Civil Rights

Julian Castro and Angela Evans record a podcast

This year marks the 50th anniversary since President Lyndon B. Johnson signed the Fair Housing Act, which prohibited discrimination concerning the sale, rental and financing of housing based on race, religion, national origin or gender. As former secretary of the Department of Housing and Urban Development, The Honorable Julián Castro knows as well as anyone some of the most pertinent challenges America faces today.

As the debate over Confederate statues continues, Professor Peniel Joseph talks about historical context of the Confederacy. Removing the statues, he says, represents "honoring the best of our history and not trying to somehow scrub or efface that history."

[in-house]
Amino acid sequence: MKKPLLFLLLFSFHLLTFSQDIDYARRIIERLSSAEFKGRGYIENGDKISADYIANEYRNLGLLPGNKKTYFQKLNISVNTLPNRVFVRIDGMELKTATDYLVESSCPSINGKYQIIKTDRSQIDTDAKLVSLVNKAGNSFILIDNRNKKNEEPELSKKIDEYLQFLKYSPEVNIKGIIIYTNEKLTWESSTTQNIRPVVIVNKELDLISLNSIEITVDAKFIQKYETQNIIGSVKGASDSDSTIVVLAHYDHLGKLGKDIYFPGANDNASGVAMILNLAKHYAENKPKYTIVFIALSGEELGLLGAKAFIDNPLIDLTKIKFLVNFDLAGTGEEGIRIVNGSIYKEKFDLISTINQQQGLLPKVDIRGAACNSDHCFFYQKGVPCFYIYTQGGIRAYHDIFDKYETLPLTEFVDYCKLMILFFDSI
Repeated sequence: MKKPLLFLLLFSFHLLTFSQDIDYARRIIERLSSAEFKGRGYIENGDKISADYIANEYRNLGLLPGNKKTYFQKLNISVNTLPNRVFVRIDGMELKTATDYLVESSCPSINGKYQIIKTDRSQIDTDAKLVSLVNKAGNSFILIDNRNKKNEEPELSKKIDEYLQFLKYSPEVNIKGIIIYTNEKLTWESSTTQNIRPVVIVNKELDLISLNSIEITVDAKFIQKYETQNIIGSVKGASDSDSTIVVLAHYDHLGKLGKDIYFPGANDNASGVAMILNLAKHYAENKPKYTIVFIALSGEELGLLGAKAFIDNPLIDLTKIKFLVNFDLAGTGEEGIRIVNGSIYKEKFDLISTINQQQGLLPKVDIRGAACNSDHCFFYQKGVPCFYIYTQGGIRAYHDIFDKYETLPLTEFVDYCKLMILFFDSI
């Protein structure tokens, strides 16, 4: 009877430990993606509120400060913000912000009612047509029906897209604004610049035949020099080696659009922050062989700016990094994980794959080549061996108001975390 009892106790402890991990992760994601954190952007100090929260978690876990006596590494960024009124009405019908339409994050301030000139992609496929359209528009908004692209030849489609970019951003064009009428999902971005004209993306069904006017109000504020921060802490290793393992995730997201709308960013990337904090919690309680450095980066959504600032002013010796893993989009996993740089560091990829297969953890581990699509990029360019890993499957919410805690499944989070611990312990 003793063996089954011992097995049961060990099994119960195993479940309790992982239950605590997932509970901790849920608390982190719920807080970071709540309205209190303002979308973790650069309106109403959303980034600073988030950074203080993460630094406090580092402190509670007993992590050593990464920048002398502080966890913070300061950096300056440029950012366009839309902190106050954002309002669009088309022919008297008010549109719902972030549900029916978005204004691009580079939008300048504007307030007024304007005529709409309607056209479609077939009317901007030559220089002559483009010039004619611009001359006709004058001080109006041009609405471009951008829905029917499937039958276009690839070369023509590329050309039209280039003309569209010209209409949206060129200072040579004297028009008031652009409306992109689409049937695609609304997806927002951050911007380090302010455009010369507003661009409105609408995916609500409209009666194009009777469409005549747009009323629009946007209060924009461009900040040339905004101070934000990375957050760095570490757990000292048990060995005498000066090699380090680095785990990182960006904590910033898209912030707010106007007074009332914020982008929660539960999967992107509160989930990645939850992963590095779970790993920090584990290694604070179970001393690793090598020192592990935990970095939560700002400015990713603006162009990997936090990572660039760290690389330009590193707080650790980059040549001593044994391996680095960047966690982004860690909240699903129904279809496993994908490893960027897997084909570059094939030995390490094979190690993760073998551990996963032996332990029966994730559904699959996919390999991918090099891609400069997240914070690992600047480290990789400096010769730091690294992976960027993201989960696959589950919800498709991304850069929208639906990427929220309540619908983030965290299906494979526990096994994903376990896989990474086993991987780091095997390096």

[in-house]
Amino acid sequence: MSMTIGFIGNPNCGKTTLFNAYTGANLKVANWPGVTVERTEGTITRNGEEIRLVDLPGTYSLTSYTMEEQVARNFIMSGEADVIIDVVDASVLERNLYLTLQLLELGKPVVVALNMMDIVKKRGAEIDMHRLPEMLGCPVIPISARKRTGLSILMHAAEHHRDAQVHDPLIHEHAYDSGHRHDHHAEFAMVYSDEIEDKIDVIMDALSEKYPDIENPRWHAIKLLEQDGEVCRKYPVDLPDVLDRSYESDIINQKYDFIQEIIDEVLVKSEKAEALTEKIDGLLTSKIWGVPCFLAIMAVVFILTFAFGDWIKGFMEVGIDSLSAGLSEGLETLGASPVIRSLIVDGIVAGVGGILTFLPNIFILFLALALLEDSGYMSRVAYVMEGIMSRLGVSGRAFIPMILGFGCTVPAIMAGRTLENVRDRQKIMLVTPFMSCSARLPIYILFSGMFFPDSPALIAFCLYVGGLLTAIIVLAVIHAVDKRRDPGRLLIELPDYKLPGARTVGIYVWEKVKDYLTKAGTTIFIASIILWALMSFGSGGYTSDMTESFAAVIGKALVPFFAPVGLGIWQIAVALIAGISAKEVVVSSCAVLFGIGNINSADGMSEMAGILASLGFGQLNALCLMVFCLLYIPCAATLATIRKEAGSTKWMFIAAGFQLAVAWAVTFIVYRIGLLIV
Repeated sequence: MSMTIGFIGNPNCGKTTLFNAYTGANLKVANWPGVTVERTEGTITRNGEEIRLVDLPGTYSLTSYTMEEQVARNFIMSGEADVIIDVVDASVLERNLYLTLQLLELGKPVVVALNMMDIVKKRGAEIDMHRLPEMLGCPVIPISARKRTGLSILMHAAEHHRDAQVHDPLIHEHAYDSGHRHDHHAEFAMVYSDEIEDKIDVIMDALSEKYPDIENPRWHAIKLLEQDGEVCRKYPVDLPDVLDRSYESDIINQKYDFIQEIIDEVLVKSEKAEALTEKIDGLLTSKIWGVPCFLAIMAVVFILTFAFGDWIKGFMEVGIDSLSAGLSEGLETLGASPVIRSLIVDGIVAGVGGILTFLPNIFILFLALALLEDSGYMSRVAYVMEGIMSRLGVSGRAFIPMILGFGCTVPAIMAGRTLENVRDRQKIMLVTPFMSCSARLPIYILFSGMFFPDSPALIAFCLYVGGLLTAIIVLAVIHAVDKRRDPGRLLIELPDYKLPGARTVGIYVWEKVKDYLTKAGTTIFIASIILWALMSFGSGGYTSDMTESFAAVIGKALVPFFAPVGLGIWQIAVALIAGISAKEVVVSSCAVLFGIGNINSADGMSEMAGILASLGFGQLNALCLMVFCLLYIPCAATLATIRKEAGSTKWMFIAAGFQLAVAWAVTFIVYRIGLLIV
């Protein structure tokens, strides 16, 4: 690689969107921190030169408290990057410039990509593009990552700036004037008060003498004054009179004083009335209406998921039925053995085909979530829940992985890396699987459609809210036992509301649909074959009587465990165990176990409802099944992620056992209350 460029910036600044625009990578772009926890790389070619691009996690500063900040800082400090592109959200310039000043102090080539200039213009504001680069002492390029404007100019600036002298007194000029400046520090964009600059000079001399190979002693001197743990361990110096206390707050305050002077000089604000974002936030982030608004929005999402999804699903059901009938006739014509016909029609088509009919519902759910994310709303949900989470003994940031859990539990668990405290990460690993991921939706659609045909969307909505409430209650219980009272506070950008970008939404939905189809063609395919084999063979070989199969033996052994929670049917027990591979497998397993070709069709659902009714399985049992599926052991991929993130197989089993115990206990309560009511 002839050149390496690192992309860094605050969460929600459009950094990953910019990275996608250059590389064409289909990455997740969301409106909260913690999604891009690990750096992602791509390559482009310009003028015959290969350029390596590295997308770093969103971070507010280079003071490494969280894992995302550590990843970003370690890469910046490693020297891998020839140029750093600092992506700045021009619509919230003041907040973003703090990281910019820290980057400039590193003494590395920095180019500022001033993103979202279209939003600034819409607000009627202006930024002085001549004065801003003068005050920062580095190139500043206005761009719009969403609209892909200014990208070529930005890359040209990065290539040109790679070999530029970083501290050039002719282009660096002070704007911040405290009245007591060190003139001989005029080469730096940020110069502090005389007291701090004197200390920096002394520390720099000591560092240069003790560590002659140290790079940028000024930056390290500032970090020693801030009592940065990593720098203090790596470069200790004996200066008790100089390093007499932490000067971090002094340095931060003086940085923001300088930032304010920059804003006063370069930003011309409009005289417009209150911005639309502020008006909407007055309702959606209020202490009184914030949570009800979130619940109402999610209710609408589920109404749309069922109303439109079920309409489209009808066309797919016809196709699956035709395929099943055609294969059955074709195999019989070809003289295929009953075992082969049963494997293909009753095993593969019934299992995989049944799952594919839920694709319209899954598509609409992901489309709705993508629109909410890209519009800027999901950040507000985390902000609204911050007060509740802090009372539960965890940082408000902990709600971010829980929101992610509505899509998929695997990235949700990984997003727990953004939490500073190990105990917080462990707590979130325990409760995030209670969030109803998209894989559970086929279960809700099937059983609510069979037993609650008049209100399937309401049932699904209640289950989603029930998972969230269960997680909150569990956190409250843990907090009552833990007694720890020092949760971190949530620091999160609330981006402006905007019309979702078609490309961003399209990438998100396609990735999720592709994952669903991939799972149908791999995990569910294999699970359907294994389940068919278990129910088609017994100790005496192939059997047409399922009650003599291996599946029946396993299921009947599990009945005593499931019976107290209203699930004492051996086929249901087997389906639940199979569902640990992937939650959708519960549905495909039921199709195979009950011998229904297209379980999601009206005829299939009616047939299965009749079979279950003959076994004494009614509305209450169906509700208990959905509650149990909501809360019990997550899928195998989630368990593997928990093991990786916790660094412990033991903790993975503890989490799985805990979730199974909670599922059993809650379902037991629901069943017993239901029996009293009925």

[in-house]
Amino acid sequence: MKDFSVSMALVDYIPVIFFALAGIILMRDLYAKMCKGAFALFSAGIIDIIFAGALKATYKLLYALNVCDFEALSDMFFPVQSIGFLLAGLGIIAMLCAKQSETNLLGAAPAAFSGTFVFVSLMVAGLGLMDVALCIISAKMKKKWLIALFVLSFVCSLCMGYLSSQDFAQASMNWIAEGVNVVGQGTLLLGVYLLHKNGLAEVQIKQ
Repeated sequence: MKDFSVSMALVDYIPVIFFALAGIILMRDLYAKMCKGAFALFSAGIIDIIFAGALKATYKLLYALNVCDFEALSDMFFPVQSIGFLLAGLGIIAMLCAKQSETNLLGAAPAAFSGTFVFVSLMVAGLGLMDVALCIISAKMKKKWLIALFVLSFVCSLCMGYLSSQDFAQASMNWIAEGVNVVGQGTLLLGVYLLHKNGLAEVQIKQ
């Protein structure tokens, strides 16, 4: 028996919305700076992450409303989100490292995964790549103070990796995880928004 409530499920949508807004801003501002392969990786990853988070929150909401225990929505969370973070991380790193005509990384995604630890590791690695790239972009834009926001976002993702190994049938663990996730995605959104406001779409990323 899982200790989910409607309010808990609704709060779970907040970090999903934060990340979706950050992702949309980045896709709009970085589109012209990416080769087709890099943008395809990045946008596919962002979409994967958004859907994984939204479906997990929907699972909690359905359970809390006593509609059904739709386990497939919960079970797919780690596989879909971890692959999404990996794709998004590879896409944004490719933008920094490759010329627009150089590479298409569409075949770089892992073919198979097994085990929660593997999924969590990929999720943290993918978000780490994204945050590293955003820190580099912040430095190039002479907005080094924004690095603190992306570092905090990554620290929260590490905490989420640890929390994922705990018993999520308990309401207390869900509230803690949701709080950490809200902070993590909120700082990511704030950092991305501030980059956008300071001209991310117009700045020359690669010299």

Just past the southern gates at the Texas State Capitol stands the Confederate Soldiers Monument, a symbol of the men who gave their lives in the name of the south.

Confederate President Jefferson Davis towers above them. That statue was erected nearly 40 years after the end of the Civil War.

"Jefferson Davis was seen in the 1910s and 20s not as a traitor, but as a courageous defender of white rule and that's what those statues were designed to maintain. Some of them even say that," says University of Texas history professor Jeremi Suri.


If history is any indicator, the Charlottesville tragedy, in which one protester was killed and more than dozen were hospitalized, could be the spark that ignites change, according to Jeremi Suri, a University of Texas at Austin professor of history and public affairs.

After a White House breakfast celebrating Black History Month, President Donald Trump's comments on Frederick Douglass are one example of why Black History Month still matters, says Professor Peniel Joseph.